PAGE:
_'... the best single narrative history of the Kurds ... it certainly belongs on the shelf of anyone interested in the Middle East.'_ - Washington Post Book WorldThe division of the Kurdistan people among four modern nation states - Iraq, Turkey, Syria and Iran - and their struggle for national rights have been constant themes of recent Middle East history. They are also issues which, particularly in Iraq and Turkey, have never been so pressing as they are today. The Kurdish lands have been contested territory for many centuries: a perilous mountain tract through which trade caravans and armies have had to march, a bulwark against hostile powers and a source of defiance against state authority. From the 16th to the 19th century the Ottoman Empire and Persia vied to control the Kurds whose tribal leaders would compete in turn for state recognition. During the 20th century, however, rapid political and economic transition and conflicting attempts by the Iranian, Iraqi and Turkish governments on the one hand and by Turkish nationalists on the others have radically changed the conditions under which the struggle for Kurdistan takes place. In this detailed history of the Kurds from the 19th century to the present day, McDowall examines the interplay of old and new aspects of the struggle, the importance of local rivalries within Kurdish society, the enduring authority of certain forms of leadership and the failure of modern states to respond to the challenge of Kurdish nationalism. Drawing extensively on primary sources McDowall's book is useful for all who want a better understanding of the underlying dynamics of the Kurdish question.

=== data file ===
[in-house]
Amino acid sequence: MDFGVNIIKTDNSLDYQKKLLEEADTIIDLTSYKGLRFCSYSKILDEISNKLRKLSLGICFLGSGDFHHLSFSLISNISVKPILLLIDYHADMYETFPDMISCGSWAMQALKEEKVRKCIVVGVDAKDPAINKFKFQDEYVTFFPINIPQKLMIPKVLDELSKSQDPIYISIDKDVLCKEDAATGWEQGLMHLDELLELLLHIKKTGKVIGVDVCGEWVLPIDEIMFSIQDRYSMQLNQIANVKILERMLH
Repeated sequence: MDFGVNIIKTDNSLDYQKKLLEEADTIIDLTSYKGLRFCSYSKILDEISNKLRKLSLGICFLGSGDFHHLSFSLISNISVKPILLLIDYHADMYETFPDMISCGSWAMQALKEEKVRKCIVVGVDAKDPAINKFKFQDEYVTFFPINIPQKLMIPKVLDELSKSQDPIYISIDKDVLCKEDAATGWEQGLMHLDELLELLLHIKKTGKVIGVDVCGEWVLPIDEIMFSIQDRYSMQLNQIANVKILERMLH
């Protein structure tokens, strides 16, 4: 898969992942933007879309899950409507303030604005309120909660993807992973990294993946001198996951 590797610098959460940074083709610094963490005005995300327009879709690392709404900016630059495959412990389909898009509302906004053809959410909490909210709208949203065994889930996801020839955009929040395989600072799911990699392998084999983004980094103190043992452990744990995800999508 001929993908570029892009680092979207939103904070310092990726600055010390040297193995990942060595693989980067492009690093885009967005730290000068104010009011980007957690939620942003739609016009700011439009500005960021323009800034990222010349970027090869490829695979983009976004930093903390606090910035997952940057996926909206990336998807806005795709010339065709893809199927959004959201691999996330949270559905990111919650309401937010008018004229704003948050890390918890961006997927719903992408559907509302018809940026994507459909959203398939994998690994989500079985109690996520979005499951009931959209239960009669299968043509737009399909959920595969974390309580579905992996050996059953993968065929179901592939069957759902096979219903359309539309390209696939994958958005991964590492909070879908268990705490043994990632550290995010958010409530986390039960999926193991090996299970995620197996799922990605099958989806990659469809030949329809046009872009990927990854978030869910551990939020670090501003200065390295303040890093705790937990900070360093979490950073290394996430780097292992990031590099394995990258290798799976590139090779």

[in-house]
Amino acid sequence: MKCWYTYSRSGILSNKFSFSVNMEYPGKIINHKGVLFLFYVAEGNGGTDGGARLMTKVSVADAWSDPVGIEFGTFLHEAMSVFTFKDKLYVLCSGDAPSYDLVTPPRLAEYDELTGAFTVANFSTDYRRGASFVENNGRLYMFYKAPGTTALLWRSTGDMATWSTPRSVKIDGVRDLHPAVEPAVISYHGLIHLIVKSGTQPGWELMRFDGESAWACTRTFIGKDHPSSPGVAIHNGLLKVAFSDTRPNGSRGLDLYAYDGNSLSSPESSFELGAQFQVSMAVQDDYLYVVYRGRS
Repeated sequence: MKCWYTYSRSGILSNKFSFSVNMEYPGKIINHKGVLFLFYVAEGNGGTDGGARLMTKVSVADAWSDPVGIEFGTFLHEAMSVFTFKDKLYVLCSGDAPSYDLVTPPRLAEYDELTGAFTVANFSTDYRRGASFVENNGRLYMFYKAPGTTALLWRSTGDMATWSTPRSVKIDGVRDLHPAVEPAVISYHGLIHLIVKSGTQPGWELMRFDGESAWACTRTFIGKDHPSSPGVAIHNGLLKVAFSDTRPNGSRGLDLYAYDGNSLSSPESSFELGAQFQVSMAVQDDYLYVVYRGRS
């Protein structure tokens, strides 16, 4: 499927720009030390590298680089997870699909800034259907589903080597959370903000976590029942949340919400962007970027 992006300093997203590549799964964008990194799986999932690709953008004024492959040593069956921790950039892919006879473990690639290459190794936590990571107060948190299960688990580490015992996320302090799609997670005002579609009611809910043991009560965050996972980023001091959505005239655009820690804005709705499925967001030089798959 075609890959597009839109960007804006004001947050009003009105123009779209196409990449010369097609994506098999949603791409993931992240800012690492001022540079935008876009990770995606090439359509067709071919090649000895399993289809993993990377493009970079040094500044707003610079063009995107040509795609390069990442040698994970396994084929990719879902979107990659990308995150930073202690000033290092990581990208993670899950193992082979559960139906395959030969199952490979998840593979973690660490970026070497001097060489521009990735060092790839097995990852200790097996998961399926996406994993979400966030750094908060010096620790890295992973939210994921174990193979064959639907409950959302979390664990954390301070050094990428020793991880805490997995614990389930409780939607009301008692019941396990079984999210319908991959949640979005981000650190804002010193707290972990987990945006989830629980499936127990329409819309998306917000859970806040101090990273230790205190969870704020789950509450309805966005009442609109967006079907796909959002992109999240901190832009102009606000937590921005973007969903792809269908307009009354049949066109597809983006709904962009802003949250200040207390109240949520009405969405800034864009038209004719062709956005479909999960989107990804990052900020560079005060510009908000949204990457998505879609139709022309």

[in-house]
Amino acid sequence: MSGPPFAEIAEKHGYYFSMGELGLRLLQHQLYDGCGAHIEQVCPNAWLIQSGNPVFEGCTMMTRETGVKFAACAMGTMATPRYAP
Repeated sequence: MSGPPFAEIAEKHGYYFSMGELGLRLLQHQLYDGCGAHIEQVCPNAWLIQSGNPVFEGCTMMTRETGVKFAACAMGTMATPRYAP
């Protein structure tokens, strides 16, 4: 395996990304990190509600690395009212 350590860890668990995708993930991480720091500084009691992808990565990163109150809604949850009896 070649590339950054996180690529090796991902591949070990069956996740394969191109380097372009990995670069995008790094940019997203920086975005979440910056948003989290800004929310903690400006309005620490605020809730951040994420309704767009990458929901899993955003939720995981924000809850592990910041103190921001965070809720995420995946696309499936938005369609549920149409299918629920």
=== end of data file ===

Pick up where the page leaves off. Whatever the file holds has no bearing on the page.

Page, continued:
Modern History of the Kurds